What Happens if You Lie on Your Resume?
If you’re a job seeker, then you may be tempted to lie on your resume from time to time. We’re not saying that you’d want to fabricate your entire resume. But maybe you’d get the urge to turn your BA degree into a Masters, add a few special skills, or enhance your sales numbers.
We get it. The job market is highly competitive. Maybe bending the truth a bit will give you an edge. Besides, everyone lies on their resume, right? As it turns out, not exactly everyone.
A recent study from HRDive shows that 36% of American job seekers include at least one lie on their resume. The majority of respondents who admitted to lying said it was because they lacked the experience needed for this position or there was a large gap in their employment history.
However, 65% of those who were caught lying on their resumes were either not hired or fired from their position.
Still not convinced honesty is the best policy? Let’s look at what people lie about, why they lie, and what could happen if your employer realizes that there are false statements on your resume.
What Do People Lie About on Resumes?
People lie about all kinds of things on their resume including:
- Training and professional certifications
- Salary history
- Length of employment at previous jobs
- Past job performance
- Management experience
- Ability to speak foreign languages
- Proficiency in specific software or operating systems
- Special skills (e.g., coding, SEO, presentation design, etc.)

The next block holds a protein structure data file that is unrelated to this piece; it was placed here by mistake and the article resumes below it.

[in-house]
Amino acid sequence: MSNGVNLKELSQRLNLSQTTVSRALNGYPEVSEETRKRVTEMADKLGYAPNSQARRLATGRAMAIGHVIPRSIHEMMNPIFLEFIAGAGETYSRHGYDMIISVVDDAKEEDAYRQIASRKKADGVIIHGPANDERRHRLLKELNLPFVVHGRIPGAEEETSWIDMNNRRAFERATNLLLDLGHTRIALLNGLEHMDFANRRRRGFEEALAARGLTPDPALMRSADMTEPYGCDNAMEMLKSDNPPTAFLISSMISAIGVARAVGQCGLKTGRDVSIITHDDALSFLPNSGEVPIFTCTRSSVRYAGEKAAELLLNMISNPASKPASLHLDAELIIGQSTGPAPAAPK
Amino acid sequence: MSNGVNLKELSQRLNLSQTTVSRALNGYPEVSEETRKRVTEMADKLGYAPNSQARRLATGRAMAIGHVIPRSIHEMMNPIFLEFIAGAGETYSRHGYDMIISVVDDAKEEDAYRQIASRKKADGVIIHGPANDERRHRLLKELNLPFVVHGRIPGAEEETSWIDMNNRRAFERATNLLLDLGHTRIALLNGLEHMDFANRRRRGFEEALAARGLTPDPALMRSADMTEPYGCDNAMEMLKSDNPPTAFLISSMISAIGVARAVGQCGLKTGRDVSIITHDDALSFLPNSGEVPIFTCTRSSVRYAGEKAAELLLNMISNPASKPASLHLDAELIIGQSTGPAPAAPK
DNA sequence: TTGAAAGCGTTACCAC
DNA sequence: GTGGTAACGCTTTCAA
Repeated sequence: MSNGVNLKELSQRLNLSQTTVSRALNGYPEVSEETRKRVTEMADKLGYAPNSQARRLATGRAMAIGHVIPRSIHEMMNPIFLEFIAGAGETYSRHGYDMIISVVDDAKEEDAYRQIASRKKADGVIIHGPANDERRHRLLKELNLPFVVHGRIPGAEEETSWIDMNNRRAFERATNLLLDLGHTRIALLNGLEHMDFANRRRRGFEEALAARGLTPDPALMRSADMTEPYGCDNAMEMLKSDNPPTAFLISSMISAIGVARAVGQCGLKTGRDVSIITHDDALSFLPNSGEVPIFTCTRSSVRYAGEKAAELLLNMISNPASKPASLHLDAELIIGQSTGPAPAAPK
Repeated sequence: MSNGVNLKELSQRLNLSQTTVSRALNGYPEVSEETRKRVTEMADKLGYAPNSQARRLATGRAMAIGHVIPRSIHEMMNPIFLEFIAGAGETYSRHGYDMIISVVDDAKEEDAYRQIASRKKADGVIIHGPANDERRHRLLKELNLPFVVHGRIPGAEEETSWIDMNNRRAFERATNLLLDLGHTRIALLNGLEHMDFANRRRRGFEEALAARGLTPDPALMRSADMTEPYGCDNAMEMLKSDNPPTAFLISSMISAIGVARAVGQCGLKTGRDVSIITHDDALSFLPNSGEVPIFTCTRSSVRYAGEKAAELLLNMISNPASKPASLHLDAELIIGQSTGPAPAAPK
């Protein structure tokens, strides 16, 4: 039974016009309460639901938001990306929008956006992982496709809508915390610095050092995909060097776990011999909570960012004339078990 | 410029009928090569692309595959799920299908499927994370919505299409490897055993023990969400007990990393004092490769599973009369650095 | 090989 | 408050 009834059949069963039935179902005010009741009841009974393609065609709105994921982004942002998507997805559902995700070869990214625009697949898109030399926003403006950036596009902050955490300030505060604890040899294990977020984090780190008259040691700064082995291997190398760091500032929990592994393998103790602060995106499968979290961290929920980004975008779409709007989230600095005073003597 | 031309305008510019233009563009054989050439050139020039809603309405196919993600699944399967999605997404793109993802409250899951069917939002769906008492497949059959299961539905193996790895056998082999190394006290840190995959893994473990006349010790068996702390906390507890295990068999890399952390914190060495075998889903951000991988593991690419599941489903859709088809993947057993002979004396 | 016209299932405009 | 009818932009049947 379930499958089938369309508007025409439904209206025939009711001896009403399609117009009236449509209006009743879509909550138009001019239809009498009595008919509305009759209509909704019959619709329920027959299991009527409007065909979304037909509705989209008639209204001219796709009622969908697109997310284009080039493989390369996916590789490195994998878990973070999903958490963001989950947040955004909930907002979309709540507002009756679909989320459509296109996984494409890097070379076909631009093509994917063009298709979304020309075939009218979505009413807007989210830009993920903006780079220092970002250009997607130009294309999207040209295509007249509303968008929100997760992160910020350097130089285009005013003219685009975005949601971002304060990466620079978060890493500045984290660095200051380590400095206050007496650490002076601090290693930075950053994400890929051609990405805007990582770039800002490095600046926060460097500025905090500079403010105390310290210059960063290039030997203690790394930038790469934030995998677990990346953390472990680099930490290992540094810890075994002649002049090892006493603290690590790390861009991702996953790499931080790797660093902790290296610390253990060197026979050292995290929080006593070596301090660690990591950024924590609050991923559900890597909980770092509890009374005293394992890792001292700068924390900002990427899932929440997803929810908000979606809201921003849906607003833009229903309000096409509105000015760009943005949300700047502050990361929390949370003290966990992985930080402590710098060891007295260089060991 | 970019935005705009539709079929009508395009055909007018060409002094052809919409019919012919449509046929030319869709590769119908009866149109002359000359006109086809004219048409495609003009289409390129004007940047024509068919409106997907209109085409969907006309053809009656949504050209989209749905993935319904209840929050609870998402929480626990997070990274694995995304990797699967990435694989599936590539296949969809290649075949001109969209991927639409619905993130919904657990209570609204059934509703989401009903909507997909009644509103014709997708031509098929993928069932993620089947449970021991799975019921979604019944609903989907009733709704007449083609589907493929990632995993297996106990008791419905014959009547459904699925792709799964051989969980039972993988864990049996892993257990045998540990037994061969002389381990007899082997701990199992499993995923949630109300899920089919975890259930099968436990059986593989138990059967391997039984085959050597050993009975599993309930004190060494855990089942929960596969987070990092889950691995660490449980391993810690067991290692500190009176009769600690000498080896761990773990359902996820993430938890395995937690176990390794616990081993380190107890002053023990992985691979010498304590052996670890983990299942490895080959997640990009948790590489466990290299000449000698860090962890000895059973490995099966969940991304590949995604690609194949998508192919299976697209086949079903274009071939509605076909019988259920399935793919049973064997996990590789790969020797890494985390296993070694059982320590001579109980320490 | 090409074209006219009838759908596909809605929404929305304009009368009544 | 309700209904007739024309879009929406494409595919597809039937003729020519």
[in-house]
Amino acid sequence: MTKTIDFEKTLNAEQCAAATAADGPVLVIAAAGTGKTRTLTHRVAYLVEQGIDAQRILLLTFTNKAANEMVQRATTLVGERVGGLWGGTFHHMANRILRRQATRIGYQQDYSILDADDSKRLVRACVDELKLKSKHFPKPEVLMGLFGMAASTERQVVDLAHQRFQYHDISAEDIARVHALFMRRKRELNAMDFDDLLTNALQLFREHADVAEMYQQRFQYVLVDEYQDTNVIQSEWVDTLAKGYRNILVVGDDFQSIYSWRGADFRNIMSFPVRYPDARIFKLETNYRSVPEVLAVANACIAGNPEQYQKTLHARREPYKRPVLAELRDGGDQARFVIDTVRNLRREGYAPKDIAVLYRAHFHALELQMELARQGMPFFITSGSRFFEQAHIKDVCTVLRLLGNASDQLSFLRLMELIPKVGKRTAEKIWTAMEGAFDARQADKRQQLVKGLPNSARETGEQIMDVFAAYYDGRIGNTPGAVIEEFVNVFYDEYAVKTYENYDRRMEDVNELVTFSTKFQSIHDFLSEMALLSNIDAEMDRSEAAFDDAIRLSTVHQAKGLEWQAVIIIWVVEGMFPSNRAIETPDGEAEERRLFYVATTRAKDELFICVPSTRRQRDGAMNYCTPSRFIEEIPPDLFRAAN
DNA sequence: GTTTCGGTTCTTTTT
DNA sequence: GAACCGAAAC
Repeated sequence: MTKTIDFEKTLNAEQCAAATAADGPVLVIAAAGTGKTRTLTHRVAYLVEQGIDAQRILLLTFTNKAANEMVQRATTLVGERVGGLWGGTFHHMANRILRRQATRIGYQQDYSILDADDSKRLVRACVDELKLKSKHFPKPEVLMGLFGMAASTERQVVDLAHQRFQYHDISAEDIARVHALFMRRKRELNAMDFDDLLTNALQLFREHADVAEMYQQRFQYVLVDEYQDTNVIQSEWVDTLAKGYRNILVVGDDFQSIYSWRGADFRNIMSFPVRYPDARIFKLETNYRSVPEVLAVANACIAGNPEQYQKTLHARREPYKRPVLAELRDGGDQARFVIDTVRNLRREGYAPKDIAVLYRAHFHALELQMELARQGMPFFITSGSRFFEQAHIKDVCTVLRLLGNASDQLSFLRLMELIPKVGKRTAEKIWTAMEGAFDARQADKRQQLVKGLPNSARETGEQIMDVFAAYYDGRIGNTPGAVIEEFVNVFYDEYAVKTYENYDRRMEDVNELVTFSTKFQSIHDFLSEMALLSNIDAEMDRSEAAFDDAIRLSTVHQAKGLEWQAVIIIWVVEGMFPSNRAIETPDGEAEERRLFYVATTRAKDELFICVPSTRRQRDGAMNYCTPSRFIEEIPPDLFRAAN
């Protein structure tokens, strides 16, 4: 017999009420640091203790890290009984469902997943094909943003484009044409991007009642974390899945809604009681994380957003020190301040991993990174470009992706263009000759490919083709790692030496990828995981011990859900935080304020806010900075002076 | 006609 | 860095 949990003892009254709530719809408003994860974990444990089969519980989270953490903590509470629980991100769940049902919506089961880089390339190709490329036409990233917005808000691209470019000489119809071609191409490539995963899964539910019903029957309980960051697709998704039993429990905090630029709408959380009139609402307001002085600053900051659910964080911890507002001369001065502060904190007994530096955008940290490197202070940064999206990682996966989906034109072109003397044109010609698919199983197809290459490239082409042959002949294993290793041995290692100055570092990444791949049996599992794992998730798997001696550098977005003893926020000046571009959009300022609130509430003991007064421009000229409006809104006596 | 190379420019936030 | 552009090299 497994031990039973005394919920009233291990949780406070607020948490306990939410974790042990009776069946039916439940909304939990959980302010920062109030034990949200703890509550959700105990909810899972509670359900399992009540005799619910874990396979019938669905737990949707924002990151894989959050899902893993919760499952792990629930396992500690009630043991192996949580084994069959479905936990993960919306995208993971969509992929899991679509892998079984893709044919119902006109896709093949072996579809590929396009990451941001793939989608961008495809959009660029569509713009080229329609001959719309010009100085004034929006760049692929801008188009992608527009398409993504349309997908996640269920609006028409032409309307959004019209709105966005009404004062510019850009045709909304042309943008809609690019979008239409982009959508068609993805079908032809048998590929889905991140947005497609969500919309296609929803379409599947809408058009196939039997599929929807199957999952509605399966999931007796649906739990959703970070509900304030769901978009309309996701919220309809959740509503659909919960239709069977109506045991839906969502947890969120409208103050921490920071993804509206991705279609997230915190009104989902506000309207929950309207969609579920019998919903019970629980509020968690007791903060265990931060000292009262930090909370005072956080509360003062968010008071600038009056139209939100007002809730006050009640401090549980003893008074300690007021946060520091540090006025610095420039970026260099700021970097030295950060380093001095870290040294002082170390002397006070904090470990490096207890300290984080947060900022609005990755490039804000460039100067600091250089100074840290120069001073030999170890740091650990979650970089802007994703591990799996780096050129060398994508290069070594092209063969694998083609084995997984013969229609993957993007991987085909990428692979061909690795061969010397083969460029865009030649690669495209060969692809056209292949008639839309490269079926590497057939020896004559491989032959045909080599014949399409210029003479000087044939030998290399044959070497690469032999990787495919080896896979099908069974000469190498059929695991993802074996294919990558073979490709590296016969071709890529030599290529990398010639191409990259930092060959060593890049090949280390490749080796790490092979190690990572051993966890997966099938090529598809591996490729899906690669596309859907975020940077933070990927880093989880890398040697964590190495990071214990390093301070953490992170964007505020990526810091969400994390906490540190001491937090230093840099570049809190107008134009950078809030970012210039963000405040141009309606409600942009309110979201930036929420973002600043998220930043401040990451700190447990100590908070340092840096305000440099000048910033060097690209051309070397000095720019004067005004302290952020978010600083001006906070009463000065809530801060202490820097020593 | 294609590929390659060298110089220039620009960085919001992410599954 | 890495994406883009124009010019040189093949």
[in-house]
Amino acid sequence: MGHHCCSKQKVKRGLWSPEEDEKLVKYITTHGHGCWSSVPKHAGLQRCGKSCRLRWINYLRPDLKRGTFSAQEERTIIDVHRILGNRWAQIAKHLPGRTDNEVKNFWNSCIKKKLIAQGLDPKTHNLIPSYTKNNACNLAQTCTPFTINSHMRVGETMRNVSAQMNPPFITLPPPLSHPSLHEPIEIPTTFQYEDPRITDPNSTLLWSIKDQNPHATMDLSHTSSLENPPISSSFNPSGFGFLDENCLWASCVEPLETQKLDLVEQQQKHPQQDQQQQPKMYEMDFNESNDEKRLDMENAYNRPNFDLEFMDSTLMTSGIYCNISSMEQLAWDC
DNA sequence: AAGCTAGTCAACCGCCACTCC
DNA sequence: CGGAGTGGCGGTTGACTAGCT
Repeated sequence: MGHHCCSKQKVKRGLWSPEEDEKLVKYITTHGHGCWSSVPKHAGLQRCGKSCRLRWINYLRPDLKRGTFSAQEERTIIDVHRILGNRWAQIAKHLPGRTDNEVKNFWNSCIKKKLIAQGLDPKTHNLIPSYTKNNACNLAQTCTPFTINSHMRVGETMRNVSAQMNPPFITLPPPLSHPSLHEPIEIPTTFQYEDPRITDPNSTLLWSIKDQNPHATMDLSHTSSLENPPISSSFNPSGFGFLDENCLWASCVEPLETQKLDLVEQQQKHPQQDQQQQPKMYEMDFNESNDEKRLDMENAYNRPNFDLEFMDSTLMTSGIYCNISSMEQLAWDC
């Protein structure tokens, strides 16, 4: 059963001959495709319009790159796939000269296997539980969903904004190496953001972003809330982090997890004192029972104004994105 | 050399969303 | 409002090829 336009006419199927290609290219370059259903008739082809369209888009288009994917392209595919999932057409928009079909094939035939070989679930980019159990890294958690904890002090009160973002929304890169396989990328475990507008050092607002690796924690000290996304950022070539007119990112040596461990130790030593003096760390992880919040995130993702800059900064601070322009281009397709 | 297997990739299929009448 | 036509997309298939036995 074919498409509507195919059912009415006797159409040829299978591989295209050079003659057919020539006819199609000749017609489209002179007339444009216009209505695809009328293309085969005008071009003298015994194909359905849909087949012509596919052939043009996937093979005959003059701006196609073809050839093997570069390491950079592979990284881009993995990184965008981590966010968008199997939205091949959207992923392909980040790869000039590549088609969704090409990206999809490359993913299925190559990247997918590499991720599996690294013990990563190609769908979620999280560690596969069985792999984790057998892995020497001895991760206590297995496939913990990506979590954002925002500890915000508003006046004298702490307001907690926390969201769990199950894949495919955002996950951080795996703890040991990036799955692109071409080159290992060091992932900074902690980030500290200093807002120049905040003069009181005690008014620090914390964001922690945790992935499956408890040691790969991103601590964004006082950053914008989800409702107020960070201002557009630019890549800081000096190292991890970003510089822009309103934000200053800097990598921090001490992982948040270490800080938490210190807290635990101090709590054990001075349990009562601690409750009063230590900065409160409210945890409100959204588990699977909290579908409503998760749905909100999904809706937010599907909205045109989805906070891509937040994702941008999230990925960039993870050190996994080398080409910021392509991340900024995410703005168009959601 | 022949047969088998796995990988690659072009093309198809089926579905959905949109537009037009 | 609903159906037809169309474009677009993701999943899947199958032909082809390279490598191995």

Lies on resumes will usually fall into one of two broad categories
1. Lies of omission are also known as white lies. Basically, you’re not telling the entire truth about something.
For example, maybe you have an associate degree in marketing, but you state that you have a bachelor’s degree. Or maybe you adjust the dates of your employment history to cover up a long unemployment gap.
2. Lies of commission are just plain untruths. For example, maybe you state that you led a team of 10 employees at your last job, but in reality, you never managed anyone. Or perhaps you indicate that you’re fluent in French when you actually can’t speak a word.
What Happens if You are Caught Lying on a Resume as an Applicant?
Recruiters, hiring managers, and HR departments at most companies will verify claims you make on your resume. It’s easy enough for them to contact previous employers, colleges, and professional organizations. They aren’t trying to catch you in a lie, but rather, they just want to confirm what you are saying is true.
If an employer discovers that you weren’t being truthful on your resume, they most likely won’t tell you that they caught the lie. The best-case scenario is that they’ll simply give you the standard line “we decided to go in another direction” and move onto the next candidate.
As worst, they may flag you in their system as someone to “never hire,” which ruins your chances of employment at that company for good.
What Happens if You are Caught Lying on a Resume as an Employee?
Let’s look at another scenario. Maybe the lies on your resume impressed the hiring manager and you got the job. That’s cause for celebration, right? Not so fast.